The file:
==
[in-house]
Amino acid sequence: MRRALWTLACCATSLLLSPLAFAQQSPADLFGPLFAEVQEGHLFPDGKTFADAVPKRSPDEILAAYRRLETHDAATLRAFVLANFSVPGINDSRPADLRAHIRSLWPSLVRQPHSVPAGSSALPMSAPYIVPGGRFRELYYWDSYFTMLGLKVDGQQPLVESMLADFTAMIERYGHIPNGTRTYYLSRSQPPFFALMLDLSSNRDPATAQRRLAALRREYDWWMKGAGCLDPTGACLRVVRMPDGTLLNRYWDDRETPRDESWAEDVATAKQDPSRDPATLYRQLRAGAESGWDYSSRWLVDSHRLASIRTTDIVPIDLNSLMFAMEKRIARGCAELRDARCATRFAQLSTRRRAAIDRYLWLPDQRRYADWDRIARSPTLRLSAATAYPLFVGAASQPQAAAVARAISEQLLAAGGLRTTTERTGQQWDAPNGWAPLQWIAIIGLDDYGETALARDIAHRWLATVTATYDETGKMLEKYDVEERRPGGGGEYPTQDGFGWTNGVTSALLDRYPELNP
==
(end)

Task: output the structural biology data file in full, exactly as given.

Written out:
[in-house]
Amino acid sequence: MRRALWTLACCATSLLLSPLAFAQQSPADLFGPLFAEVQEGHLFPDGKTFADAVPKRSPDEILAAYRRLETHDAATLRAFVLANFSVPGINDSRPADLRAHIRSLWPSLVRQPHSVPAGSSALPMSAPYIVPGGRFRELYYWDSYFTMLGLKVDGQQPLVESMLADFTAMIERYGHIPNGTRTYYLSRSQPPFFALMLDLSSNRDPATAQRRLAALRREYDWWMKGAGCLDPTGACLRVVRMPDGTLLNRYWDDRETPRDESWAEDVATAKQDPSRDPATLYRQLRAGAESGWDYSSRWLVDSHRLASIRTTDIVPIDLNSLMFAMEKRIARGCAELRDARCATRFAQLSTRRRAAIDRYLWLPDQRRYADWDRIARSPTLRLSAATAYPLFVGAASQPQAAAVARAISEQLLAAGGLRTTTERTGQQWDAPNGWAPLQWIAIIGLDDYGETALARDIAHRWLATVTATYDETGKMLEKYDVEERRPGGGGEYPTQDGFGWTNGVTSALLDRYPELNP